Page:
It is important to note that elections are a necessary but insufficient condition for a successful democracy. They have often been used by dictatorial regimes to give a false sense of democracy, internally and externally. Authoritarian rulers such as Hosni Mubarak, Ferdinand Marcos and Saddam Hussein have imposed restrictions on who can stand for election, limiting the laws that can be brought before parliament, by using unfair voting practices and falsifying results.
When making a transition from dictatorial to democratic rule, it is equally necessary to create a democratic culture in which a “loyal opposition” can exist. All sides in a democracy need to share a common commitment to its basic values. The ground rules of society must encourage tolerance and civility in public debate and the losers must accept the judgment of the voters when the election is over, and transfer power peacefully.
The losers are safe in the knowledge that they will not lose their lives or liberty, but can continue to participate in public life. They are loyal not to the specific policies of the government, but to the fundamental legitimacy of the state and to the democratic process itself.
Another feature is that parliament has sovereign authority over all government expenditures (including those of the military) and to impose taxes. The judiciary has the power to declare military coups unconstitutional and to uphold the rule of law while settling disputes.
Good governance should not be confused with democracy. A benevolent dictator might be selfless and less corrupt than all prior civilian rulers. He may well act in the national interest, pursue sound economic policies that result in rapid economic growth and development, lower the poverty level, encourage freedom of the press, push a liberal social agenda and establish peace with neighbours. But none of these conditions individually or collectively converts a dictatorship into a democracy.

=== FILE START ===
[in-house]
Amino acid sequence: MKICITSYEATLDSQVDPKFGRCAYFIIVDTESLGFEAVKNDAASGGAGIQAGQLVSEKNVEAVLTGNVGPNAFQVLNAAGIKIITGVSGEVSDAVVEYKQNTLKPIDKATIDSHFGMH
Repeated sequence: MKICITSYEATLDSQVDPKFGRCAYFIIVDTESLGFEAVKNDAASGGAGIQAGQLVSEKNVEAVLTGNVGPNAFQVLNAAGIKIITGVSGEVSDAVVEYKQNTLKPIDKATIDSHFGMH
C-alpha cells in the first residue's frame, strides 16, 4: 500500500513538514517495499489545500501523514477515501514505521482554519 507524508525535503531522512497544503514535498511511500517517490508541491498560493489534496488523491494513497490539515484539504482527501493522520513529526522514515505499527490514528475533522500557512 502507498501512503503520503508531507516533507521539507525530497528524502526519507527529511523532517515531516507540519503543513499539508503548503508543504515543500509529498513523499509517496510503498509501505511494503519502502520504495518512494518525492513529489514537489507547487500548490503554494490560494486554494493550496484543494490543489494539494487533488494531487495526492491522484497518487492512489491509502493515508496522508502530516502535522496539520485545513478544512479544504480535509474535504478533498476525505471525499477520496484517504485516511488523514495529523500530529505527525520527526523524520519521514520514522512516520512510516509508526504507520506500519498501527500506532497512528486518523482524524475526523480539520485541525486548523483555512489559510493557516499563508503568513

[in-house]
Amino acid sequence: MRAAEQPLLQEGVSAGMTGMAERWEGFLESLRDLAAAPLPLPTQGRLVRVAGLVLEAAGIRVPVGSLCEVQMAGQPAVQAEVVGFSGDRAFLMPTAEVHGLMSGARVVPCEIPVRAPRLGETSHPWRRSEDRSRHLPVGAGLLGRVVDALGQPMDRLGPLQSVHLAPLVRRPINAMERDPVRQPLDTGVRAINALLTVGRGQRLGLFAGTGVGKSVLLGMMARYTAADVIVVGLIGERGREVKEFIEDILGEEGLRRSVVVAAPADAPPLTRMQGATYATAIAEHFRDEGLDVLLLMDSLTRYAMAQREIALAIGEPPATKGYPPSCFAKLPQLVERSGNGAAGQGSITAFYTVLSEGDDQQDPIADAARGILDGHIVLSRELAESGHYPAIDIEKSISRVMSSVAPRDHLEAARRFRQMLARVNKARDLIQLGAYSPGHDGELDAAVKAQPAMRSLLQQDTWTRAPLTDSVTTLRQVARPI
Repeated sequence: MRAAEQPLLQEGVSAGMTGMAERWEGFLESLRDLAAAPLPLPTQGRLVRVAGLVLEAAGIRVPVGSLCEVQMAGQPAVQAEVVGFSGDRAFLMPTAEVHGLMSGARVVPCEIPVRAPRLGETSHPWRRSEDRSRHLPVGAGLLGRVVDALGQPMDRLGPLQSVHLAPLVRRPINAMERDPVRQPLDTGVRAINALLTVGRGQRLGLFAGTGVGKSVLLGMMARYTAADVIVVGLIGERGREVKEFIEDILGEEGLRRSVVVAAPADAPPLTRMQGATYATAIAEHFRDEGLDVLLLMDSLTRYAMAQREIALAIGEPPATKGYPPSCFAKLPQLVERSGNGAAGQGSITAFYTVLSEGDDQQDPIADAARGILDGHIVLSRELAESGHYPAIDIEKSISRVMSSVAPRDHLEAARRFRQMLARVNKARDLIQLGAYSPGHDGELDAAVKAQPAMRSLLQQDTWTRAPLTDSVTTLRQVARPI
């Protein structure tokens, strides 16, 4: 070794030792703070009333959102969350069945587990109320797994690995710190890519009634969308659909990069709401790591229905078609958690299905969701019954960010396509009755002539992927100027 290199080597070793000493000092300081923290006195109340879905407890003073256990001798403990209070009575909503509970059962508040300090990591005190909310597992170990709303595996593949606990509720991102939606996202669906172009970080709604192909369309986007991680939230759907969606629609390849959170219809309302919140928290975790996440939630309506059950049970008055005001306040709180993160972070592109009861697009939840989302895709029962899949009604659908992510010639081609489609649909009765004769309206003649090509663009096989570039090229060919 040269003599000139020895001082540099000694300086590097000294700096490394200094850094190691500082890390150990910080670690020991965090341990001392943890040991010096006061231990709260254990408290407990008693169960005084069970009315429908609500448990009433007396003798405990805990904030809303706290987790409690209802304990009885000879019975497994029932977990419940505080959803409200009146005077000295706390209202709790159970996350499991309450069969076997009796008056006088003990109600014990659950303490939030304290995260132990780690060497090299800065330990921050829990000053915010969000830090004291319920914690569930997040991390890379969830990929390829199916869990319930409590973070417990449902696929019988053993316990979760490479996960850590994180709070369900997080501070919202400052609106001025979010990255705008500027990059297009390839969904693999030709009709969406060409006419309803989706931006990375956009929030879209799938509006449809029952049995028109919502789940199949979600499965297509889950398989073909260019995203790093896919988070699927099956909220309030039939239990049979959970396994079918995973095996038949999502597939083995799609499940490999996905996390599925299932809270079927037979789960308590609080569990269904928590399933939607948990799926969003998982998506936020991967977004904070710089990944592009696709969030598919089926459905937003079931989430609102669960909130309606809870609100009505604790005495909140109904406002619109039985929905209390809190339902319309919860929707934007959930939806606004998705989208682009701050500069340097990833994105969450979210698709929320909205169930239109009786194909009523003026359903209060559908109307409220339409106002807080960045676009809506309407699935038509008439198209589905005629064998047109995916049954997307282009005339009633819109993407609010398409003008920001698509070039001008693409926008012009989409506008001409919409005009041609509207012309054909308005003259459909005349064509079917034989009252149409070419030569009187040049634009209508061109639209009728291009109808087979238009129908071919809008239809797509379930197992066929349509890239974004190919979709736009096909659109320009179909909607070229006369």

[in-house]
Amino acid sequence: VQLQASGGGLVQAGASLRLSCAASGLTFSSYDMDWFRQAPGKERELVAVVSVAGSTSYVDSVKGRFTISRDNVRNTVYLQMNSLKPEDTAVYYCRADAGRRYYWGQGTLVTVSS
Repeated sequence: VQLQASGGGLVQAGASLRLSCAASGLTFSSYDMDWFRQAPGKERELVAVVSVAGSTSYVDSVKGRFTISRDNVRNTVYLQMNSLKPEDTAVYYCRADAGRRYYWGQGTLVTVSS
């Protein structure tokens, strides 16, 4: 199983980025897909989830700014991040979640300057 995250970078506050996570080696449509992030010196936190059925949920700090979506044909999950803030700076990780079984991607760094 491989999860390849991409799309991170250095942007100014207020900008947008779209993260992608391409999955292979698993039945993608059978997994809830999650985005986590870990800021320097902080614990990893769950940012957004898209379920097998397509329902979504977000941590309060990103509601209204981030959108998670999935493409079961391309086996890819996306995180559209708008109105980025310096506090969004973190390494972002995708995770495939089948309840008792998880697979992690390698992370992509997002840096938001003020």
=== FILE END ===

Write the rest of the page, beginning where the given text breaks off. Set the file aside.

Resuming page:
Pakistan experienced rapid economic growth during the Ayub and Zia dictatorships but that did not transform either ruler into a democrat, even though both tried to surround themselves with the trappings of democracy. Musharraf is pursuing many sound social, economic and political policies but this does not make him a democrat.
The people of Pakistan do not have the ability to understand, let alone challenge General Musharraf’s edicts, such as his decision to place Mukhtar Mai on the Exit Control List. Yes, there is a parliament that makes laws and there is a judiciary that dispenses justice. There is even a civilian prime minister with a cabinet of civilians. But none can prevail against the writ of the Praetorian state.
A supra-constitutional executive exists outside of legislative and judicial purview. At the federal and provincial levels, the real power resides with the army chief and his corps commanders.
A couple of analogies come to mind. A woman cannot be half pregnant. An individual cannot be half married. And so it is with countries. They can either be democracies or dictatorships. They cannot be both.
There is something to be said for the dictatorships that govern China, Myanmar and North Korea. They do not claim to be democracies.
Politics has been called the art of the possible. Thus, nuances matter. But they do not change the ground reality of Pakistan’s polity. The “boots on the ground” all wear khaki. The best that can be said about those boots is that they tread softly. Under a post-modern military dictator, Pakistan appears to have perfected the art of enlightened militarism.
Dr. Ahmad Faruqui is director of research at the American Institute of International Studies and can be reached at Faruqui@pacbell.net